Other Office Locations Rochester, MN; Vadnais Heights, MN; Duluth, MN; Munster, IN; Madison, WI; Denver, CO

Firm Personnel by Discipline Number of Employees: 699 Landscape Architects: 16 Planners: 18 Technical: 100 Engineers: 300 Administrative: 80 Other: 185 (Architects, Scientists, Surveyors, Graphic Designers)

SGA Group, Inc.

Firm Personnel by Discipline Number of Employees: 3 Landscape Architects: 2 Administrative: 1

5324 Clementa Avenue SW Waverly, MN 55390 T: 763.675.3129 www.sgagroupinc.com graham@sgagroupinc.com Firm Principals or Contact(s) Robert J. Gunderson, PLA, CLARB, ASLA Graham Sones, PLA, ASLA

Categories of Project Work 80% Park Planning, Master Planning, Site Planning/Development 10% Education/Institutional Planning and Landscape Architecture 5% Urban Design, Residential 5% Historic Landscape Architecture, Research/Preservation

Categories of Project Work 30% Park and Trail Planning and Design 15% Transportation Landscape Architecture 15% Urban Design and Master Planning 15% Land Development, Site Planning 15% Community Planning 10% Landscape Planning and Design Example Projects • Gateway Riverfront Park, Chippewa, WI • Spring Lake Trail, Dakota County, MN • Comprehensive Plan, Austin, MN • Gamehaven Park Masterplan, Rochester, MN • Parks and Riverfront Master Plan, Cloquet, MN • Community Center Entrance Landscape Revitalization, Maplewood, MN

Example Projects • Bertram Chain of Lakes Regional Park, Monticello, MN • City Athletic Complex Concept, Monticello, MN • Franklin Township Park Suitability Study, Delano, MN • New Public Works Facility, Crystal, MN • YMCA Camp Manitou Re-Development, Monticello, MN


Stantec 2335 West Highway 36 St. Paul, MN 55113 T: 651.636.4600 F: 651.636.1311 www.stantec.com info@stantec.com Other Office Locations Rochester, MN; St. Cloud, MN; Fargo, ND; and more than 15,000 employees located in 250 locations throughout North America

Westwood Professional Services 7699 Anagram Drive Eden Prairie, MN 55344 T: 952.937.5150 F: 952.937.5822 www.westwoodps.com wps@westwoodps.com Other Office Locations St. Cloud, MN; Scottsdale, AZ; Overland Park, KS; Dickinson, ND; Dallas, TX; Houston, TX; San Antonio, TX Madison, WI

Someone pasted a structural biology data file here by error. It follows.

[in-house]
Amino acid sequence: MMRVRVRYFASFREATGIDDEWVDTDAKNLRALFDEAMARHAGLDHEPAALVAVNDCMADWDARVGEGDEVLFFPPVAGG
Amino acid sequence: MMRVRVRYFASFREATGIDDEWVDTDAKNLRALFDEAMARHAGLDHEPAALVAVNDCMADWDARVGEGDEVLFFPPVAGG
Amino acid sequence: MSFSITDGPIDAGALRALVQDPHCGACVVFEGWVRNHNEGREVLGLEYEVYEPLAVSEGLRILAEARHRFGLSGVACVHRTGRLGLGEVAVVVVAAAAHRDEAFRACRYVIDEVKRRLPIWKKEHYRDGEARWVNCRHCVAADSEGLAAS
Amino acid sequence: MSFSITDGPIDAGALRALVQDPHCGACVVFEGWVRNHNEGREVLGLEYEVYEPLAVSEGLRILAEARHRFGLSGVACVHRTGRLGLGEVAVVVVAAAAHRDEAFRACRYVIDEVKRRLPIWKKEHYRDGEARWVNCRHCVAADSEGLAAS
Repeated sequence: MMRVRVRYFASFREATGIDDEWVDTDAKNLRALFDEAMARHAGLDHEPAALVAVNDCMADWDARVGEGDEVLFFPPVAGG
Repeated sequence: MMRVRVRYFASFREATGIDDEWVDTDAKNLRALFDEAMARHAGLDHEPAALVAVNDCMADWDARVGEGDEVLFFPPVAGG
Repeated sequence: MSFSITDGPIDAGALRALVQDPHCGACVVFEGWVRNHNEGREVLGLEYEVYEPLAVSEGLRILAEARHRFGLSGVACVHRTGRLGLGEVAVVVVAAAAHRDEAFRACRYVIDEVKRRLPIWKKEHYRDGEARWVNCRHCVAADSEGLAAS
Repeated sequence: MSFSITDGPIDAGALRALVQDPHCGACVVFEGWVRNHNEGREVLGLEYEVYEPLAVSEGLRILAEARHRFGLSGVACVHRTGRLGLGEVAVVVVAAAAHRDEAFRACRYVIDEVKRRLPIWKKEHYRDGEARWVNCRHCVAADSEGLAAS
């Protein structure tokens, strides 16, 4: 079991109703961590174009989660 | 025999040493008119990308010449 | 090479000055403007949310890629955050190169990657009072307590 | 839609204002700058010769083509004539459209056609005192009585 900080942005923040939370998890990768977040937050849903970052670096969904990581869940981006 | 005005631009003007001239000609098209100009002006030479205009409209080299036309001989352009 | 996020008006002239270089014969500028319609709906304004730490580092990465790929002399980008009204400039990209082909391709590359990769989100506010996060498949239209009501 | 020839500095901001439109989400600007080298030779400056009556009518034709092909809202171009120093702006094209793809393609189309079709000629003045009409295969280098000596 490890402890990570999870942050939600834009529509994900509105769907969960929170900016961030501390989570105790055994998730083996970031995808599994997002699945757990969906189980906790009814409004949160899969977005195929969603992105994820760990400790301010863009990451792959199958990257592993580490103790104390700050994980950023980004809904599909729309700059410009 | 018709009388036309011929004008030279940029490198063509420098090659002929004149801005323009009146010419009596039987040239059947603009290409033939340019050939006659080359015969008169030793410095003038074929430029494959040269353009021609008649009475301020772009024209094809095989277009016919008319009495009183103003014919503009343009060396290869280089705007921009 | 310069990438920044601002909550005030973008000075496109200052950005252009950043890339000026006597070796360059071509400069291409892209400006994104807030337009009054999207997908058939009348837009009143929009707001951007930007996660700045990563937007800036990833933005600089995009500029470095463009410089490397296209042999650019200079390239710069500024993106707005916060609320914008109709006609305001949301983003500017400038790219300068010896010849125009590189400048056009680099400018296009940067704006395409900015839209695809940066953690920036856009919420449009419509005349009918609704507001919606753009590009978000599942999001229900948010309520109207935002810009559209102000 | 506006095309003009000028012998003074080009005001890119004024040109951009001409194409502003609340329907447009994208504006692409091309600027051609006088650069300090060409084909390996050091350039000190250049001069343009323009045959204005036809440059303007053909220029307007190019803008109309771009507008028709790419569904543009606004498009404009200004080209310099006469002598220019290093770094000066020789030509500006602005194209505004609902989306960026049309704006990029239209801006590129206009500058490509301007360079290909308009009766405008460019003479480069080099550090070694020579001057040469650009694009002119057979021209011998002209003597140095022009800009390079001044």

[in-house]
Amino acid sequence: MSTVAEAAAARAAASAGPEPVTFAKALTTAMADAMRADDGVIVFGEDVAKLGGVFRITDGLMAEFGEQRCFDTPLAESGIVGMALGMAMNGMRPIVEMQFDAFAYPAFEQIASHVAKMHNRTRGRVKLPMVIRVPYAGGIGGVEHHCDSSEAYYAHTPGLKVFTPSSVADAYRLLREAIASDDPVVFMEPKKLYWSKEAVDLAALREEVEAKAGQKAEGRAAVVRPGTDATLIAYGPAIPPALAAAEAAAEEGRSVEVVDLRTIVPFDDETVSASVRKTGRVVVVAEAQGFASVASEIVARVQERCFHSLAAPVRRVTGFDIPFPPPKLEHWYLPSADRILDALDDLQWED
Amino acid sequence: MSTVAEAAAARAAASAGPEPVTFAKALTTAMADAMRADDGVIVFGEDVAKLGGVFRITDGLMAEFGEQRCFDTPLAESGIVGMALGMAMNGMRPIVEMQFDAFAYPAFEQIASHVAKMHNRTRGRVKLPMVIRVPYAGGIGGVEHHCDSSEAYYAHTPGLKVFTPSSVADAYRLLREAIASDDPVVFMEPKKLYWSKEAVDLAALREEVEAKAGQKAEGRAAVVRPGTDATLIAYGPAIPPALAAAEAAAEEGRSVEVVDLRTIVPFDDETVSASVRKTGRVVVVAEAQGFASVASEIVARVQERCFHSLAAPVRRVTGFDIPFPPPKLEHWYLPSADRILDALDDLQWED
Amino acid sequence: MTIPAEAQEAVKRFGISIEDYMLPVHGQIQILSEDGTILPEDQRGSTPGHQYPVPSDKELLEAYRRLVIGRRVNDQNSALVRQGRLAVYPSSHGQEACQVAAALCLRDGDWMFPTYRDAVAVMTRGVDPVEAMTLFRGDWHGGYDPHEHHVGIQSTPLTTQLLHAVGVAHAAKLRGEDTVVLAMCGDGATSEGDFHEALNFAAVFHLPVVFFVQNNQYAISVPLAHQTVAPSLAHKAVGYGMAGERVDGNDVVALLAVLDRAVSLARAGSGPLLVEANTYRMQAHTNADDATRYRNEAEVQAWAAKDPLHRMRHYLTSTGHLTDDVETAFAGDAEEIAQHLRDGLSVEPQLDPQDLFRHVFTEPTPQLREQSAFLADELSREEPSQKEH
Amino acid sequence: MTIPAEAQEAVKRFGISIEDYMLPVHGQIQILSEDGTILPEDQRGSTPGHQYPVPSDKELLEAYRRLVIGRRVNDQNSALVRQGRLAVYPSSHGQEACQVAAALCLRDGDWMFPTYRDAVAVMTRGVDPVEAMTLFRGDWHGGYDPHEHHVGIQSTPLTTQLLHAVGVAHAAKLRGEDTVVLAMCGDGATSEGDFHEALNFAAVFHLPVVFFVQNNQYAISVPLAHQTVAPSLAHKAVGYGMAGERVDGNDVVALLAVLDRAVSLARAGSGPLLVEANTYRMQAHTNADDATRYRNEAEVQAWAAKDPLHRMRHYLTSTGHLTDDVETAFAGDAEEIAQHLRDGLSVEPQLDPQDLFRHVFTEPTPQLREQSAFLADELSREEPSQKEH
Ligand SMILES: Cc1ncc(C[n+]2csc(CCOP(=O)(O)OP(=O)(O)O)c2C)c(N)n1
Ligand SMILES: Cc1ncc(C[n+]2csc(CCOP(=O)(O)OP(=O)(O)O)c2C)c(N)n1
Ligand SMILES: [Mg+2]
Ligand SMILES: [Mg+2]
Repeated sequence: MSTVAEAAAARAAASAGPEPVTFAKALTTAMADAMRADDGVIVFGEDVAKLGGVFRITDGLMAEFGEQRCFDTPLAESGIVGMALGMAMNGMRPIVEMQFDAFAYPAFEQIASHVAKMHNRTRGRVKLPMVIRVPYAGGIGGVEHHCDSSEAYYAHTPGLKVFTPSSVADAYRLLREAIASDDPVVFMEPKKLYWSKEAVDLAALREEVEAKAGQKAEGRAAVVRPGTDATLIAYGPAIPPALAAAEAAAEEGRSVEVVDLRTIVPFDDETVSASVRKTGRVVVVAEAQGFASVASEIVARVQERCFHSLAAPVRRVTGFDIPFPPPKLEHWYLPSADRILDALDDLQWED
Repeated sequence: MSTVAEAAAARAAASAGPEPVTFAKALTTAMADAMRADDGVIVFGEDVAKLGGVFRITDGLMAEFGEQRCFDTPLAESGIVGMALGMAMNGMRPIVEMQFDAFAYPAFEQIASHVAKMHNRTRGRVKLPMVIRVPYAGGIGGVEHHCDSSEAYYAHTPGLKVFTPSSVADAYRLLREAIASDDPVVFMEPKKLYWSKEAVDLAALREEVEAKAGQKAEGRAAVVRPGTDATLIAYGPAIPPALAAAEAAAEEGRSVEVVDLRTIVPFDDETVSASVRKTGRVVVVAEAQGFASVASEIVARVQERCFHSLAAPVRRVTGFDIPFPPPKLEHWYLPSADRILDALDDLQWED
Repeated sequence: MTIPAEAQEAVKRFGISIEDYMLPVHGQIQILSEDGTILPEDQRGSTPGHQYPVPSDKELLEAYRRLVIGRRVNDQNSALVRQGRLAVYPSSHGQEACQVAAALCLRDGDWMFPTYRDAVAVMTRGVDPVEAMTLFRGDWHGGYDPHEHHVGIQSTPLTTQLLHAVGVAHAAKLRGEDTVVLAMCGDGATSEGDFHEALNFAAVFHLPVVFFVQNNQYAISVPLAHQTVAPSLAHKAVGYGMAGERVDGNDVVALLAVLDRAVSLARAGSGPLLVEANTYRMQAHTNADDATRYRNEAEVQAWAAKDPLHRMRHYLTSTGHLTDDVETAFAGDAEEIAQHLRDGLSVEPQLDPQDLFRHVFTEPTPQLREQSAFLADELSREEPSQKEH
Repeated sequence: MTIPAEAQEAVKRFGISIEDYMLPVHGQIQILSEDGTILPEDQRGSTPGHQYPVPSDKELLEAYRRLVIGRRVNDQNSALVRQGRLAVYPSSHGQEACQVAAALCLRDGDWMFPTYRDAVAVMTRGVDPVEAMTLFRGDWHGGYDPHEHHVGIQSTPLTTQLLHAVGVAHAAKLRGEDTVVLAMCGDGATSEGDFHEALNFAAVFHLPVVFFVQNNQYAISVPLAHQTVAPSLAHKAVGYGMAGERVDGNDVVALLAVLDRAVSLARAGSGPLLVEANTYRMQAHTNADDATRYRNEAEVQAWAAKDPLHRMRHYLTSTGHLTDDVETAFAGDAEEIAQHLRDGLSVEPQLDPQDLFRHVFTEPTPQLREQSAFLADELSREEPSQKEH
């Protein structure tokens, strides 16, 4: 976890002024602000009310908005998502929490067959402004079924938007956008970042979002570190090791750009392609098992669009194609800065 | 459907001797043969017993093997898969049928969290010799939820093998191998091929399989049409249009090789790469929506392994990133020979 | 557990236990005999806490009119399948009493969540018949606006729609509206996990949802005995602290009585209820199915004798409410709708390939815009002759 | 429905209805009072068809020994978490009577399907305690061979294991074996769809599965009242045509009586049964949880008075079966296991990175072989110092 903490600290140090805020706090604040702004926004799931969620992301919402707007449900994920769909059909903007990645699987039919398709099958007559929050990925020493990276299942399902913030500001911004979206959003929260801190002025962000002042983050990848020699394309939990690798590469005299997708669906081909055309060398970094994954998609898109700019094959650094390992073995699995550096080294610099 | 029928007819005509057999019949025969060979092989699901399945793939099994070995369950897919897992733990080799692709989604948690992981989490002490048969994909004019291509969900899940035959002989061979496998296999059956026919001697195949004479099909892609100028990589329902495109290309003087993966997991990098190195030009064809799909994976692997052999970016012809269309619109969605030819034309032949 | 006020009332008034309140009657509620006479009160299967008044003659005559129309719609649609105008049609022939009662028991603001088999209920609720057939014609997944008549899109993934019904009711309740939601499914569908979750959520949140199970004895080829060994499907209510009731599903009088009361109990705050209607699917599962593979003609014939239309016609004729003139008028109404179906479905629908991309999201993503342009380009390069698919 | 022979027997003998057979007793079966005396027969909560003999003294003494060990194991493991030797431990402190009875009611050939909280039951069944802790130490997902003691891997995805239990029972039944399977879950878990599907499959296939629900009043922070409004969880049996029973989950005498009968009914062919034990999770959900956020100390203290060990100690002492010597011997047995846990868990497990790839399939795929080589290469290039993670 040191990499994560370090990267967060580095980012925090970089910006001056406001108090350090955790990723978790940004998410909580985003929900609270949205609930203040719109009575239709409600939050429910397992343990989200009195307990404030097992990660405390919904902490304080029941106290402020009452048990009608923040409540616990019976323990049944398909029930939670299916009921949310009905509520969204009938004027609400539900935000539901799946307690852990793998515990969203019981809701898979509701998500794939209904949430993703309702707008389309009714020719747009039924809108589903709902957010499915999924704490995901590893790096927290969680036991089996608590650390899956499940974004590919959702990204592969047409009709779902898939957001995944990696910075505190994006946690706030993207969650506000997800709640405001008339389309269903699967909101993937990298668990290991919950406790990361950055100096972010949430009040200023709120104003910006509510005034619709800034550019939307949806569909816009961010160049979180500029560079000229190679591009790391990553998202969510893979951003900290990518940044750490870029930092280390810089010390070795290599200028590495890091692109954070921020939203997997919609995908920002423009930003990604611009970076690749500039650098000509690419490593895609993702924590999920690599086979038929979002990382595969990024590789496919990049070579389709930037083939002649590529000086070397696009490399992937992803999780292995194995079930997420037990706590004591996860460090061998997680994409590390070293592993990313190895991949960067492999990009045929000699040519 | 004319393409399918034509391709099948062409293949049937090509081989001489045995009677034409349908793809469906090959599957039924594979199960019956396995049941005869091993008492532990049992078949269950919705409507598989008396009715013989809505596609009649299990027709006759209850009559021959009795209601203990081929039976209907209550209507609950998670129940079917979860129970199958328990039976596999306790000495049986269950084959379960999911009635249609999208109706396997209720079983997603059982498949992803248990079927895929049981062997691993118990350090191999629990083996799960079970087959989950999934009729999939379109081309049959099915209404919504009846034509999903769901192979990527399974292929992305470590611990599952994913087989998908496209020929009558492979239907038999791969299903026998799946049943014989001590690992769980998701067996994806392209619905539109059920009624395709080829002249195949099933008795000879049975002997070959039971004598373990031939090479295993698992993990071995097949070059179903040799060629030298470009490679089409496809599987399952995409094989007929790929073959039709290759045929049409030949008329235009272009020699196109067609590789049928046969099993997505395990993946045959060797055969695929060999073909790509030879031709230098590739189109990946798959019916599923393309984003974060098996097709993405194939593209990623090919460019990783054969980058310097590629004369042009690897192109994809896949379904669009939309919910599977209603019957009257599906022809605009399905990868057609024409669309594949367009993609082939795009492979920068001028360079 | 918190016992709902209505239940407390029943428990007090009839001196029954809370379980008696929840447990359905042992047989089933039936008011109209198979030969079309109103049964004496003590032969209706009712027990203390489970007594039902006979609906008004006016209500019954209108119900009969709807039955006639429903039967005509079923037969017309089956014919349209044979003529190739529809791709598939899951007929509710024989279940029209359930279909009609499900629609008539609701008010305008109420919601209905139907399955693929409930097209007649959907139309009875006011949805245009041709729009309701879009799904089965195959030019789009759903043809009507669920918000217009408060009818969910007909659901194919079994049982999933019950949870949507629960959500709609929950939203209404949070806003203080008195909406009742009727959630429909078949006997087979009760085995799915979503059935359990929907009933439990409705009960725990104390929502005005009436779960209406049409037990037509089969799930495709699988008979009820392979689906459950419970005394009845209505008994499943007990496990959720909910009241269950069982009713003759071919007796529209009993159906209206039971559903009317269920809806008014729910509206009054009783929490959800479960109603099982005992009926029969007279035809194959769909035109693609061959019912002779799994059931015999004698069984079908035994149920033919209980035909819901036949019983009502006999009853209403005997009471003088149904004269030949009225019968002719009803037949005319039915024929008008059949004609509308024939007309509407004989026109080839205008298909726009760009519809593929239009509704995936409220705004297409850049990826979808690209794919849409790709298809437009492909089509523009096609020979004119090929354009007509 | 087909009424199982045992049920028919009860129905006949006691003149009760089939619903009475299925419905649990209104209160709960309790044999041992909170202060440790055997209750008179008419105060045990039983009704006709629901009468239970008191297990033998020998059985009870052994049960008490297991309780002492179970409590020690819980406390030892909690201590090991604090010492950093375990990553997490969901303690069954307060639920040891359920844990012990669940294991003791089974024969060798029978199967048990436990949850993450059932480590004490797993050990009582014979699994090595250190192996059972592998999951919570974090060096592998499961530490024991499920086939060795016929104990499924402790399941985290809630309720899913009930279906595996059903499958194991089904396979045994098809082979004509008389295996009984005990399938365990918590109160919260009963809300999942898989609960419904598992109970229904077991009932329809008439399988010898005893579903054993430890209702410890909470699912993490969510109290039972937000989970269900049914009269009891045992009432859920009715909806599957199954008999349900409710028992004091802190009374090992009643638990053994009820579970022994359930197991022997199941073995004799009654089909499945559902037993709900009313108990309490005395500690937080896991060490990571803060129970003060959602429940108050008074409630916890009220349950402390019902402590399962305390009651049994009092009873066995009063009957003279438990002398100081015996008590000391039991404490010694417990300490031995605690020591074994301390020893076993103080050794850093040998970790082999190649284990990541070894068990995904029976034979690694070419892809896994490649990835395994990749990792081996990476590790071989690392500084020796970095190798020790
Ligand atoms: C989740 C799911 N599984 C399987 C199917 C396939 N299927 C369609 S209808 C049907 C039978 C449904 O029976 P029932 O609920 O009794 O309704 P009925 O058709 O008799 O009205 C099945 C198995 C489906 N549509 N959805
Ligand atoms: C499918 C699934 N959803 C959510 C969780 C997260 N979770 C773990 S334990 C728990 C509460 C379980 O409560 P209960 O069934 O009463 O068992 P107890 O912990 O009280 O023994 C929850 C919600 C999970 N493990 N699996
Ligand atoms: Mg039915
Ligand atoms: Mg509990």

Firm Principals or Contact(s) Stuart Krahn, PLA, LEED AP Todd Wichman, FASLA, PLA Mark Putman, ASLA, PLA, LEED AP Phil Carlson, AICP Steve Alm, PE Dan Edgerton, PE Categories of Project Work 25% Parks, Open Space & Cemeteries 20% Site Planning / Development Studies 20% Urban Design & Streetscapes 10% Educational / Institutional 10% Master Planning 10% Water Resources 5% Environmental Services

Firm Principals or Contact(s) Paul Schroeder, ASLA, PLA Cory Meyer, ASLA, PLA Kevin Teppen, ASLA, PLA Chad Feigum, ASLA, PLA Jeff Westendorf, ASLA, PLA Dan Sjordal, ASLA, PLA Firm Personnel by Discipline Number of Employees: 350 Landscape Architects: 6 Planners: 6 Technical: 60 Engineers: 60 (civil, electrical) Administrative: 25 Other: 193 (environmental scientists, surveyors, inspectors)

FIRM DIRECTORY

Example Projects • The Blaine Wetland Sanctuary, Blaine, MN • Bossen Field Park, Minneapolis, MN • Metro Transit I-35E and County Road E Park and Ride, Vadnais Heights, MN • Xylon Avenue North Streetscaping, New Hope, MN • Woodland Cove (Mattamy Homes), Minnetrista, MN • Southeast Minnesota Veterans Cemetery, Preston, MN

Categories of Project Work 50% Final Design and Construction Plans 30% Concept/Site/Master Planning 15% Graphics 5% Studies/Reports Example Projects • City Place, Woodbury, MN • Hy-Vee, Oakdale and New Hope, MN • Eden Gardens, Eden Prairie, MN • Avonlea, Lakeville, MN • The Shops at Arbor Lakes, Maple Grove, MN • 71 France Mixed Use Redevelopment, Edina, MN


MEMBER DIRECTORY

A Roland Aberg, ASLA, PLA Principal Hart Howerton 13911 Ridgedale Drive, Suite 220 Minnetonka, MN 55305 (952) 476-1574 raberg@harthowerton.com Timothy Agness, FASLA, PLA Landscape Architect 12136 Everton Avenue North White Bear Lake, MN 55110-5951 (651) 429-8997 latim@comcast.net Brad Aldrich, ASLA, PLA, LEED AP BD+C Confluence 530 North Third Street Suite 120 Minneapolis, MN 55401 (612) 333-3702 baldrich@thinkconfluence.com Ross Altheimer, ASLA, PLA, FAAR Principal + Cofounder TEN x TEN 211 North 1st Street #350 Minneapolis, MN 55401 (612) 201-9995 ross@tenxtenstudio.com Eric Alward, Associate ASLA Landscape Designer biota | Landscape Design + Build 211 St. Anthony Parkway Studio 102 Minneapolis, MN 55418 (612) 781-4000 design@biotalandscapes.com Jason Amberg, ASLA, PLA Group Manager - Landscape Architecture WSB & Associates, Inc. 701 Xenia Avenue South, Suite 300 Minneapolis, MN 55416 (763) 231-4841 jamberg@wsbeng.com